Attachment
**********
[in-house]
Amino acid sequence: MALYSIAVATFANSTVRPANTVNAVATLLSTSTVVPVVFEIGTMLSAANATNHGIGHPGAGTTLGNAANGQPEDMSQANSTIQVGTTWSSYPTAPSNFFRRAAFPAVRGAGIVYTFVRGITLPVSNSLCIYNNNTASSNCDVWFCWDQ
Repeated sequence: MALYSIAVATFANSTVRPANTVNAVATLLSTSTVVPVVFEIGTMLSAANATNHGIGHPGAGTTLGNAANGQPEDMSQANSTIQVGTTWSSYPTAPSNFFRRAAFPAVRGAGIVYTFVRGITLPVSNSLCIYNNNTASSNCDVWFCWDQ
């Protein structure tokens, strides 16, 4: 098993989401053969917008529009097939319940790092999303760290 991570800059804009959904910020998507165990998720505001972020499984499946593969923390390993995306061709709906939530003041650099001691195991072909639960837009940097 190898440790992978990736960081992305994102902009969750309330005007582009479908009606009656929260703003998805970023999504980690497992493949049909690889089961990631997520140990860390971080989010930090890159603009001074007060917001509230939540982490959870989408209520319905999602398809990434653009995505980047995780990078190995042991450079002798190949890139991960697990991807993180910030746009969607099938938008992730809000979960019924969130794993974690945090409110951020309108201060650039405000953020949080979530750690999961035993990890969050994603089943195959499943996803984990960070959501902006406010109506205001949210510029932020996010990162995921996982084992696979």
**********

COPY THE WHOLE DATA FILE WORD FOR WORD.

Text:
[in-house]
Amino acid sequence: MALYSIAVATFANSTVRPANTVNAVATLLSTSTVVPVVFEIGTMLSAANATNHGIGHPGAGTTLGNAANGQPEDMSQANSTIQVGTTWSSYPTAPSNFFRRAAFPAVRGAGIVYTFVRGITLPVSNSLCIYNNNTASSNCDVWFCWDQ
Repeated sequence: MALYSIAVATFANSTVRPANTVNAVATLLSTSTVVPVVFEIGTMLSAANATNHGIGHPGAGTTLGNAANGQPEDMSQANSTIQVGTTWSSYPTAPSNFFRRAAFPAVRGAGIVYTFVRGITLPVSNSLCIYNNNTASSNCDVWFCWDQ
């Protein structure tokens, strides 16, 4: 098993989401053969917008529009097939319940790092999303760290 991570800059804009959904910020998507165990998720505001972020499984499946593969923390390993995306061709709906939530003041650099001691195991072909639960837009940097 190898440790992978990736960081992305994102902009969750309330005007582009479908009606009656929260703003998805970023999504980690497992493949049909690889089961990631997520140990860390971080989010930090890159603009001074007060917001509230939540982490959870989408209520319905999602398809990434653009995505980047995780990078190995042991450079002798190949890139991960697990991807993180910030746009969607099938938008992730809000979960019924969130794993974690945090409110951020309108201060650039405000953020949080979530750690999961035993990890969050994603089943195959499943996803984990960070959501902006406010109506205001949210510029932020996010990162995921996982084992696979």